Academic journal article International Journal of Linguistics

Idiomatic Formation in Cameroon English Creative Writing

Academic journal article International Journal of Linguistics

Idiomatic Formation in Cameroon English Creative Writing

Article excerpt

Abstract

This paper examines the various processes via which novel idiomatic expressions are created in Cameroon English creative writing. The expressions, drawn from fifteen literary works of seven Cameroonian novelists, are classified into three major categories: expressions obtained via the translation of home language and Popular French expressions; locally coined expressions and the expressions obtained via the modification of Standard British English (henceforth SBrE) expressions. The last category includes three subcategories, namely the expressions obtained via the substitution of lexes in SBrE expressions; those obtained via the deletion or addition of lexes in SBrE expressions; and the expressions obtained either both via the substitution and addition or through the substitution, addition and deletion of some lexes in SBrE expressions. It is argued in the paper that a good understanding of these novel expressions is conditioned by the readers' familiarity to some linguistic and extralinguistic factors found in the Cameroonian sociocultural environment.

Keywords: Idiomatic expressions, Cameroon English literature, Translation, Home languages, Modification, Standard British English

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1. Introduction

Lexico-semantic innovations in New Englishes (Nigerian and Cameroon Englishes, for example) have received a considerable attention in the works of many researchers. For instance, Bamiro (1994) suggests that lexico-semantic innovations in Nigerian English fall under ten linguistic categories, namely loanshift ("expo", clipped form of "exposition"); semantic underdifferentiation ("small" for instance is used instead of "little" as in "Laila went on like a small girl" ); lexico-semantic duplication and redundancy ("a stick of cigarette" is used instead of "cigarette"); ellipsis ("environmental" is used for "environmental sanitation day); conversion, an innovation whereby objects/instruments become processes (e.g., "paste" becomes "to paste"); clipping ("permanent secretary" becomes perm sec); acronyms ("c.v". is used for "curriculum vitae"), translation equivalents ("washed his teeth" is the loan translation of the Igbo expression "osara onuya"); analogical creation ("gatemen" is used for "gatekeepers"); and coinages ("sure bankers", a neologism which refers to the questions that will certainly feature in future examinations) (Bamiro, 1994: 49-57). In Simo Bobda (1994), lexical innovations in Cameroon English involve processes such as borrowing ("bordereau" used for "mail enclosure slip"); semantic extension ("balance" is used for "change"); semantic shift ("dateline" is used for "deadline"); collocational extension ("eat" collocates with money); derivation ("indisciplined" is derived from "disciplined" [in+disciplined]); conversion ("chairman" [noun] becomes "to chairman" [verb]); back derivation ("to aggress" i.e. "to assault" derives from "aggression"); compounding ("death celebration" for "funeral"); clipping of compound ("bath" for "bathroom"); and reduplication (e.g. "your team played very very well") (Simo Bobda ,1994: 245-258).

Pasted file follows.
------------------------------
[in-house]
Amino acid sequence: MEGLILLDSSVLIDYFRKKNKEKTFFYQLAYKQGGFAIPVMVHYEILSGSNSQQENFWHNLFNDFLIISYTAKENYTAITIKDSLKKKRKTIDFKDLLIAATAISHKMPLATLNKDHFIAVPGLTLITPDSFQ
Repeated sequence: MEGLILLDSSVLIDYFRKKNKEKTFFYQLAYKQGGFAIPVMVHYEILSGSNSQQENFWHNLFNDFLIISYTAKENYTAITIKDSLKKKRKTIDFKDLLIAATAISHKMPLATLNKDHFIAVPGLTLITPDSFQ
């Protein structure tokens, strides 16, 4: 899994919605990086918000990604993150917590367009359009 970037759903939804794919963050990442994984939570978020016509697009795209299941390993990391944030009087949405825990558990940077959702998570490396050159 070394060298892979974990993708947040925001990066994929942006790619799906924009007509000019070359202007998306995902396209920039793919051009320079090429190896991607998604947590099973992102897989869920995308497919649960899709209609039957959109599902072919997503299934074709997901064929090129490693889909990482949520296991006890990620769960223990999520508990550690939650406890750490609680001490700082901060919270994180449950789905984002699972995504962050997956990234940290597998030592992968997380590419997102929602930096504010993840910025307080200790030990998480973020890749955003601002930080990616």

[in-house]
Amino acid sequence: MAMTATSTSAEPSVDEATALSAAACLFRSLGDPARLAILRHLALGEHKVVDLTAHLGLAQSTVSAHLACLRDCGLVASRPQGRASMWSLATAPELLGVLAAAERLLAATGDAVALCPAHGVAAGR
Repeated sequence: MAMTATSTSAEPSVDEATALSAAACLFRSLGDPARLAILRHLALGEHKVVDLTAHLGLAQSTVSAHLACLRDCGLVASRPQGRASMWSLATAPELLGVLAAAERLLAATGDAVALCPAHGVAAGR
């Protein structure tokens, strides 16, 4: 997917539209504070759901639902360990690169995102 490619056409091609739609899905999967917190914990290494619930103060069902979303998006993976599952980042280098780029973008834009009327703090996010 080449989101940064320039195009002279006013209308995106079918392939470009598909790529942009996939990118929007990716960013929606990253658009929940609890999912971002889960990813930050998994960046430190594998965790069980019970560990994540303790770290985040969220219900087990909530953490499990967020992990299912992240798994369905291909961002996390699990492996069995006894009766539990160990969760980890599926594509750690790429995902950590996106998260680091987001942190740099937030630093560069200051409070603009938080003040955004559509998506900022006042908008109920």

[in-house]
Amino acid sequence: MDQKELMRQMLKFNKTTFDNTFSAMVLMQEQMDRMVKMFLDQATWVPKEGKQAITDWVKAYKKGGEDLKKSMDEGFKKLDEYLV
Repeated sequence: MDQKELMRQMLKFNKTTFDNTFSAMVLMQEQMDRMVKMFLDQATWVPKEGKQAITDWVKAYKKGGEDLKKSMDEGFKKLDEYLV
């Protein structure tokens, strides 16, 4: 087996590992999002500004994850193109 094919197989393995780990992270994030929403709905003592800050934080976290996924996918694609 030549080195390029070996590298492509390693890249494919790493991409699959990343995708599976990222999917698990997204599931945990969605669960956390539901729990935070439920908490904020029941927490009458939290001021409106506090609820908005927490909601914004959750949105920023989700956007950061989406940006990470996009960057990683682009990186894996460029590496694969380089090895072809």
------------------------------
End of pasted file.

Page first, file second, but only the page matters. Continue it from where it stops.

Another aspect of lexico-semantic innovation which is very prolific in New Englishes contexts and which has not been examined in the above reviewed works is idiomatic formation. Piatt (1984) provides some examples of new idioms in New Englishes such as in Papua New Guinean English (e.g., to be two-minded: to be in two minds, to be open-minded; to pass the hard times: to have a hard time, to pass a hard time, etc.), in Sri Lankan English (to put a clout: to give someone a clout; to put a telephone call: to make a telephone call; to put a feed: to have a good meal, etc.) in Singaporean and Malaysian English (to shake legs: to be idle), in Nigerian English (to declare surplus: to host a party), in East African English ( to be on the tarmac: to be in the process of finding a new job) (Piatt, 1984:107-110) just to name these few examples. …

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